In today's Internet-centric culture, online dating is steadily becoming more mainstream for people hoping to find the love of their lives.
However, on many occasions, people are getting more than they bargained for - or less. To combat the growing problem of users of sites like Match.com and eHarmony, they've banded together to strengthen protections against scammers and people who withhold potentially harmful information.
For one woman, who only wants to be identified as Elizabeth, one such potential interest started off just fine. She thought she had finally met the man of her dreams shortly after joining Match.com.
As they exchanged emails and phone calls, the man said he was a fine-dining chef in Florida who had trained at a prestigious culinary institute.
"You're talking to this person every day...wow, this is grand," Elizabeth said.
But then, what he told Elizabeth raised some red flags, including that he was tied up financially while trying to sell his home and when he asked her to pay for him to visit Washington. After hiring a private investigator, she discovered that not only has the man she was talking to never been a chef, he had a history of domestic abuse with three other wives.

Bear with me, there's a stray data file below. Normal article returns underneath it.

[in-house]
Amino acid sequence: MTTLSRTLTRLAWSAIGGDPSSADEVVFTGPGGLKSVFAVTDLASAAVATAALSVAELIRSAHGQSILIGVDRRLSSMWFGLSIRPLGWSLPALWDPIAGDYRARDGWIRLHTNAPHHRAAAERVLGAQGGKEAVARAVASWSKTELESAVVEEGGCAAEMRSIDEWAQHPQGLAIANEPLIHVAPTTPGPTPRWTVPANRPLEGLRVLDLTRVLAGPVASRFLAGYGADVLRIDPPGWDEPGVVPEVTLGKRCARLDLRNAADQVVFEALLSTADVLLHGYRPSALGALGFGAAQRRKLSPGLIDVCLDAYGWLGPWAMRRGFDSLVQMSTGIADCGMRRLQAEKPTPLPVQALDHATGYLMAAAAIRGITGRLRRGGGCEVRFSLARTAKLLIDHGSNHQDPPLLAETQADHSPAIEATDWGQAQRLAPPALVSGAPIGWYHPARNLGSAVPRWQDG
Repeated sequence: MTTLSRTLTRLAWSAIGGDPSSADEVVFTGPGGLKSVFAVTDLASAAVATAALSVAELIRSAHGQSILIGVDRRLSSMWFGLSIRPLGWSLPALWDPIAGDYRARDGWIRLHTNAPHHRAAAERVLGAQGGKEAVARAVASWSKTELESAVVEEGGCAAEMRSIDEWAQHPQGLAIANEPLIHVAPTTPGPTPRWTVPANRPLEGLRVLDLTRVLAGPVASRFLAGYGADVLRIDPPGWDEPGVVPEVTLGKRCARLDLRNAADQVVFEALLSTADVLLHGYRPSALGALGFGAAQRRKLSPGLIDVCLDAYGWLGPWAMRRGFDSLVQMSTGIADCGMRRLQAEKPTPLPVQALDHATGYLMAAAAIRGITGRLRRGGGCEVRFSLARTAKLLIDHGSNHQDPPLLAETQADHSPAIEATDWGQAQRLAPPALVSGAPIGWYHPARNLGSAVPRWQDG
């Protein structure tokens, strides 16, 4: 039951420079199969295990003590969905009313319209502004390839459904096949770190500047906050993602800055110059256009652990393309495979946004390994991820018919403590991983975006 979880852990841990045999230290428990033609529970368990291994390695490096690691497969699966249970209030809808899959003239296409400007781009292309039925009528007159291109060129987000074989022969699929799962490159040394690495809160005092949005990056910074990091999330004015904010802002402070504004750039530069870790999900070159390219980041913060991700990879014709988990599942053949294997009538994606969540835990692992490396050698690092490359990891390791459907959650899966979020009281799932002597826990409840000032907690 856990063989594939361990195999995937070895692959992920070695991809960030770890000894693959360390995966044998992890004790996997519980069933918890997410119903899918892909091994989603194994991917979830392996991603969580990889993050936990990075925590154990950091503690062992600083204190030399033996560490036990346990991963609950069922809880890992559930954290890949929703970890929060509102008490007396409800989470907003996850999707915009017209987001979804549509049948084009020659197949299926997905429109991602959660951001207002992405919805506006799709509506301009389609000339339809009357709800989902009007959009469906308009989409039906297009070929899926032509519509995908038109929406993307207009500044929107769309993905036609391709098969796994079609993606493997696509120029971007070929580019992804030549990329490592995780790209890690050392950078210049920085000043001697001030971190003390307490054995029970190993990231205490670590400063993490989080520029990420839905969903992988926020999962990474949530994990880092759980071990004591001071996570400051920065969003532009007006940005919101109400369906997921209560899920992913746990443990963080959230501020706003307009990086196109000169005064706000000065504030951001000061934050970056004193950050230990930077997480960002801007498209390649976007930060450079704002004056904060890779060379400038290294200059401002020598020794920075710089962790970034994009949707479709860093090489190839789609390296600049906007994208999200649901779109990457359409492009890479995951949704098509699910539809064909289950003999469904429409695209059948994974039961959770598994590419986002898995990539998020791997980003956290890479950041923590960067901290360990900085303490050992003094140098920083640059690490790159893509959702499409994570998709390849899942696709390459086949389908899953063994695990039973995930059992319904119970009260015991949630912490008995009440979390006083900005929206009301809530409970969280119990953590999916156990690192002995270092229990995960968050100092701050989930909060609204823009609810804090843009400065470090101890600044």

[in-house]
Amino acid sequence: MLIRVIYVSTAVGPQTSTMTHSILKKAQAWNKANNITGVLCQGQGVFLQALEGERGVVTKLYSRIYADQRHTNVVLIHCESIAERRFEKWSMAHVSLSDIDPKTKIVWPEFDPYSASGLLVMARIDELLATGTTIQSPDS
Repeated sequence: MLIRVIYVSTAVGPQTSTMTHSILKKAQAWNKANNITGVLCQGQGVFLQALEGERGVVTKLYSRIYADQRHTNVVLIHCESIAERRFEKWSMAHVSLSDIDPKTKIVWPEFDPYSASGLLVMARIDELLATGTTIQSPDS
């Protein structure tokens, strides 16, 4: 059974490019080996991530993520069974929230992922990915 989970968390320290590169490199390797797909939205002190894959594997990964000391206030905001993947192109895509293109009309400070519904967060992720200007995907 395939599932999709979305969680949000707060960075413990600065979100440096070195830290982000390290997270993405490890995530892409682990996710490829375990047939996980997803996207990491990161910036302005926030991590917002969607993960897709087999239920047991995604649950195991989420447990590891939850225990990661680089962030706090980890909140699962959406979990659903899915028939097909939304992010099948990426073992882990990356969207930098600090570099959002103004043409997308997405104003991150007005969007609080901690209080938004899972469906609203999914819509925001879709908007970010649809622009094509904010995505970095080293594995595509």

"It was extremely scary...this man could have put me in harm's way," she said.
The move by the band of fee-based dating websites is part of a lawsuit settlement stemming from the sexual assault of a California woman by a registered sex offender she met online. A Match.com spokesperson says the site already has a fraud team in place that looks for fake profiles and screens for sex offenders.
But even the most seasons investigators know that that the Internet is a very hard place to police for scammers, especially since people can produce multiple profiles with false information. That's something Kathleen Dailey found out first-hand after joining OKCupid.com, a free dating site.
"I've seen more than one guy I've gone out with under an assumed name," Dailey said. "You just have to trust your intuition, and trust your help to help you evaluate."
Despite their best efforts, most dating sites admit that it's impossible to catch every scammer that wants to join their sites. They all offer disclaimers and safety steps to educate users on how to protect themselves.